Humans of Phoenix
Roon doesn’t look homeless.
His hair is coiffed and his clothes are clean. He carries only a sketchbook and a small bag with him. Later, I learn that everything he owns fits on his motorcycle.
I’m not expecting an interview when I sit down to eat, but Roon, who had been sketching in his notepad across from me, prompted me to take a look at the sunset down Roosevelt Street. It’s not something I do often in Phoenix and it’s a shame. After we finish admiring the view, we start talking.
Soon I’m digging for my recorder.
The night before, Roon had slept at Papago Park. He says he looks for places that are safe, discreet and quiet. Roon takes his time between answering each question, like he’s weighing out his words. His voice is measured and careful even before I pull out the tape recorder.
He has been homeless in five other cities, but says getting help in Phoenix is tough.
“I think in terms of services, it’s the hardest,” he says. He’s slowly eating a waffle fry I’ve offered him. “There’s a pretty conservative streak in Phoenix, and Arizona generally. There’s a culture of independence and self-sufficiency.”
But Roon doesn’t usually seek out services like the ones provided at the Human Services Campus in downtown Phoenix.
“I don’t want to tax their services if I can handle it myself,” he says. “I’m often not taken seriously when I’ve tried to do them anyway because they’re like, ‘What are you doing? You’re a sane, competent individual.’”
“I’m like interloping in this segment of the culture that I’m not supposed to be in.”
Roon grew up in a town of around 2,000 people back East. He wasn’t a fan of religious, small-town life.
“It didn’t work for me and I’m not really resentful of that. You can’t miss what you don’t know. You can’t miss what you didn’t have. And I’m happy that people that I grew up around seem to have been satisfied and fed by that same culture,” he tells me. “It was so easy to leave.”
Roon’s ideas and memories of “home” are complex, and because of this, he argues the homeless population would be better referred to as “houseless.”
“The people who are supposed to be all lumped into this word… it doesn’t really fit,” he says. “The concept of ‘home’ is complicated. Who has a home? What is home? A lot of the people in Phoenix, I think, are homeless. Why are they here?”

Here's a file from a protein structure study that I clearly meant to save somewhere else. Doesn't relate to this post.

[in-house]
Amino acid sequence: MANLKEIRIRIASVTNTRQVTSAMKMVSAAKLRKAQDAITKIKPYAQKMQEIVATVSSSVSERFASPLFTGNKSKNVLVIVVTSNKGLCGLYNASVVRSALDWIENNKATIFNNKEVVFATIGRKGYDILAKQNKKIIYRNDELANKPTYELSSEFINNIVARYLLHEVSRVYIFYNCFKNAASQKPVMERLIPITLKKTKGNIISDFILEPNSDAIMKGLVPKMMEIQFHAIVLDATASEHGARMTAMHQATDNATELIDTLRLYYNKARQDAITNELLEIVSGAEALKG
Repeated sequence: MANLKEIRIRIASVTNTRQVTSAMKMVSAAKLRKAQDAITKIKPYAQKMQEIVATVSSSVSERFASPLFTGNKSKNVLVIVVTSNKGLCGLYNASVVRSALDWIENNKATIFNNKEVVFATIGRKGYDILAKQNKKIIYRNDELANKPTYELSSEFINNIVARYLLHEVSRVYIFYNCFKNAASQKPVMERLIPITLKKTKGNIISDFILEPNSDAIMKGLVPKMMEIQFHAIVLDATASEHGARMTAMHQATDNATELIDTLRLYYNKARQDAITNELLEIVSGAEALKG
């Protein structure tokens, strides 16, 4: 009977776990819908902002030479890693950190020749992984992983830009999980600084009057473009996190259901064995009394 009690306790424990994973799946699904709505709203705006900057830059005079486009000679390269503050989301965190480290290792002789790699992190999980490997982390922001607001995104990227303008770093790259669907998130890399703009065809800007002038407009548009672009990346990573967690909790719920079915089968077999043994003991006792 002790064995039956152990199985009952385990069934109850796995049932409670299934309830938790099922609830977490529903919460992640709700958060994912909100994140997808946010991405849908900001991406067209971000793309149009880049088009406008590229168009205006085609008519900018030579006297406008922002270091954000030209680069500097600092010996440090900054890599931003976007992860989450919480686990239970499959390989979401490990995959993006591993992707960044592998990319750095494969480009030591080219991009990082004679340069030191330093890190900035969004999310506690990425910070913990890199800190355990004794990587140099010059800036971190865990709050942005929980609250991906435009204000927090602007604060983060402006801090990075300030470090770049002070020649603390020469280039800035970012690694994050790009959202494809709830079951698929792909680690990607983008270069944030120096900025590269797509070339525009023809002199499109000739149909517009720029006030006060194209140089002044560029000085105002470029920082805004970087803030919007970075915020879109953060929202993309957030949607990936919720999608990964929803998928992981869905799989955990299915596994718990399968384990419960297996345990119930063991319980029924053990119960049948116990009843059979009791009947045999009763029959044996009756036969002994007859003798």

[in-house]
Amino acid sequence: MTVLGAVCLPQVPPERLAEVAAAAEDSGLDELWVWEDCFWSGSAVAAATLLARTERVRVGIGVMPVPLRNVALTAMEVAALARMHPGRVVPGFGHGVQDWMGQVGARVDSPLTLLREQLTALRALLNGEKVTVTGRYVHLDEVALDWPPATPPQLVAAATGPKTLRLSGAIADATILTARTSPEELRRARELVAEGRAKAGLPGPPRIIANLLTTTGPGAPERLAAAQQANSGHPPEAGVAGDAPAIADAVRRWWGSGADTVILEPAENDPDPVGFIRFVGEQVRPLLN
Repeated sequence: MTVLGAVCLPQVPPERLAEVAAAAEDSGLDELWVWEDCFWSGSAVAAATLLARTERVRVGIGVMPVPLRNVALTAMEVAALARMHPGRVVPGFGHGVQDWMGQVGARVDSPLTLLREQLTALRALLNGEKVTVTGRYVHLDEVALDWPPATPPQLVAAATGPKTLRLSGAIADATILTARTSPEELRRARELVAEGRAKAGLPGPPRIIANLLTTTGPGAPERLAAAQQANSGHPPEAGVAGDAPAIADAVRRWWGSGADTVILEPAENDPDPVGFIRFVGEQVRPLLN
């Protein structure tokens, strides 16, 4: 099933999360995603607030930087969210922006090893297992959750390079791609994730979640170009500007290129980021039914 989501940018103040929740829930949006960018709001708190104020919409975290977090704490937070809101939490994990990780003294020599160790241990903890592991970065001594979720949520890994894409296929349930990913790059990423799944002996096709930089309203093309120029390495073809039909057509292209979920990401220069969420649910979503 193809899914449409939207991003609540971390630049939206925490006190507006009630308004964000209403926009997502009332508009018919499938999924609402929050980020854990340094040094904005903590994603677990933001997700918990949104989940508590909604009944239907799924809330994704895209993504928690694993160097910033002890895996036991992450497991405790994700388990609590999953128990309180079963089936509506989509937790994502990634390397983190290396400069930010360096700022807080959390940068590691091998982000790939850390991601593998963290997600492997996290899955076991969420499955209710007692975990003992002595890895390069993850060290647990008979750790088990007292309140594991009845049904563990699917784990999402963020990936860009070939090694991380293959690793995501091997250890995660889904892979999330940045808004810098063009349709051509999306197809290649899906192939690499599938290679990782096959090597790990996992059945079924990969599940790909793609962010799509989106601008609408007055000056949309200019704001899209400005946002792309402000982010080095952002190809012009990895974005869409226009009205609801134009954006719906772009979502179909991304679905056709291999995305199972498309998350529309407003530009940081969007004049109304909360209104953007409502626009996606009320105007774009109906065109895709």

For him, Phoenix feels like a city lacking roots.
“It’s grown really quickly for a city of this size, the fifth-largest city in the country,” he says. “None of the other big cities are that new, so they do have histories and identities. And that’s less prevalent here.”
Roon knows the homeless people living on the street are just as diverse as those indoors.
“There’s a million different ways to become houseless and why people either choose that life or have ended up in that life,” he says. “It doesn’t really say anything about the person’s character. Just like the people that you meet in the normal walks of life who do have a roof over their head, there are good people, there are bad people, there are people you hold in high esteem and there are people who you despise.”
Roon has passed through different levels of looking “obviously” homeless in his time on the streets. He still finds it funny when other homeless people ask him for money. It’s something he would never do.
“I don’t like asking for that sort of help because it presents a lot of challenges. You don’t want to appear vulnerable to people,” he tells me. “If you appear vulnerable, in some sense, it’s like people come out of the woodwork to try and exploit you… I’m sure everyone can tell you, that’s lived on the street, their own stories about a person trying to exploit them.”
Roon also says he makes sure to take care of himself despite his living situation.
“There’s all sorts of reasons why the people on the street that you see look crazy or are acting crazy. Hygiene is one of those things. If you can’t stay clean, it’s going to make you crazy,” he says. “The foundation of your hierarchy of needs has been totally depleted.”
“All of those eat away at any sort of potential higher-level thought.”
When I ask him if he has more sympathy for those experiencing homelessness, his answer surprises me.
“No, actually. I think I lost sympathy,” he says. “If there’s something that’s foreign to me, it’s easier to exotify it and feel sorry for it, because I don’t really understand it… So having lived on the street for some time, been houseless, I understand that whole concept a little bit better.”
When I ask him if he ever feels lonely, he tells me he does, often. Then I ask him if he still wants to settle down, build a community.
“That’s still there in me somewhere. It’s not as much of a yearning as it used to be,” he says. “Some people in that small-town life that I came out of, it nourishes, it gives them everything that I’m still searching for.”
A few days after our interview he sends me a picture he’d drawn, abstract shapes forming the image of a woman. The image was doubled and flipped to display every intricate detail in the background. The sketched lines were overdrawn with perfect, methodical lines, like blueprints.
“This one flowed quite freely, reflective of the mindset instilled by the conversation,” he wrote.
See more of Roon’s work here.